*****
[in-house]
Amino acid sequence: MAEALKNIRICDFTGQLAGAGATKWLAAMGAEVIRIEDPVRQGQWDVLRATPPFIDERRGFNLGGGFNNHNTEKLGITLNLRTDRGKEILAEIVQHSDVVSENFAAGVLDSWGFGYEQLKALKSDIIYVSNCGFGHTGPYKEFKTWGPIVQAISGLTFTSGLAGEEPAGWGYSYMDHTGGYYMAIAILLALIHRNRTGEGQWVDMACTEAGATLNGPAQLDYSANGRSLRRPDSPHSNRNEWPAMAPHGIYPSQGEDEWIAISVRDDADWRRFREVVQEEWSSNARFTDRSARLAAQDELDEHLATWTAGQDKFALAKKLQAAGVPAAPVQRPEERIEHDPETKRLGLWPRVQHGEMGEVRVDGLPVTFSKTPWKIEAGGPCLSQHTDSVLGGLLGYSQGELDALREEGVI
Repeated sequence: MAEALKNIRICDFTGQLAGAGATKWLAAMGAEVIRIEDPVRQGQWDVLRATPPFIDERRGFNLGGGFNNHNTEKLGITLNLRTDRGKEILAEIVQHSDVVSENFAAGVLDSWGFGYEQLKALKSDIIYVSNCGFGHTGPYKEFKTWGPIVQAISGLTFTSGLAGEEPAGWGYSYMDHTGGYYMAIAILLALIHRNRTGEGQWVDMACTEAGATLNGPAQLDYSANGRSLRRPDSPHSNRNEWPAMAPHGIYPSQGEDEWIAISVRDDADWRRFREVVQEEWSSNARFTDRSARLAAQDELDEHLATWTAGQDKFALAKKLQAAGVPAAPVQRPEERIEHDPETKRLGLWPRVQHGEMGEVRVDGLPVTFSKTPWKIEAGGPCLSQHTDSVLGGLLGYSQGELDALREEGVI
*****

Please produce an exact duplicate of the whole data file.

[in-house]
Amino acid sequence: MAEALKNIRICDFTGQLAGAGATKWLAAMGAEVIRIEDPVRQGQWDVLRATPPFIDERRGFNLGGGFNNHNTEKLGITLNLRTDRGKEILAEIVQHSDVVSENFAAGVLDSWGFGYEQLKALKSDIIYVSNCGFGHTGPYKEFKTWGPIVQAISGLTFTSGLAGEEPAGWGYSYMDHTGGYYMAIAILLALIHRNRTGEGQWVDMACTEAGATLNGPAQLDYSANGRSLRRPDSPHSNRNEWPAMAPHGIYPSQGEDEWIAISVRDDADWRRFREVVQEEWSSNARFTDRSARLAAQDELDEHLATWTAGQDKFALAKKLQAAGVPAAPVQRPEERIEHDPETKRLGLWPRVQHGEMGEVRVDGLPVTFSKTPWKIEAGGPCLSQHTDSVLGGLLGYSQGELDALREEGVI
Repeated sequence: MAEALKNIRICDFTGQLAGAGATKWLAAMGAEVIRIEDPVRQGQWDVLRATPPFIDERRGFNLGGGFNNHNTEKLGITLNLRTDRGKEILAEIVQHSDVVSENFAAGVLDSWGFGYEQLKALKSDIIYVSNCGFGHTGPYKEFKTWGPIVQAISGLTFTSGLAGEEPAGWGYSYMDHTGGYYMAIAILLALIHRNRTGEGQWVDMACTEAGATLNGPAQLDYSANGRSLRRPDSPHSNRNEWPAMAPHGIYPSQGEDEWIAISVRDDADWRRFREVVQEEWSSNARFTDRSARLAAQDELDEHLATWTAGQDKFALAKKLQAAGVPAAPVQRPEERIEHDPETKRLGLWPRVQHGEMGEVRVDGLPVTFSKTPWKIEAGGPCLSQHTDSVLGGLLGYSQGELDALREEGVI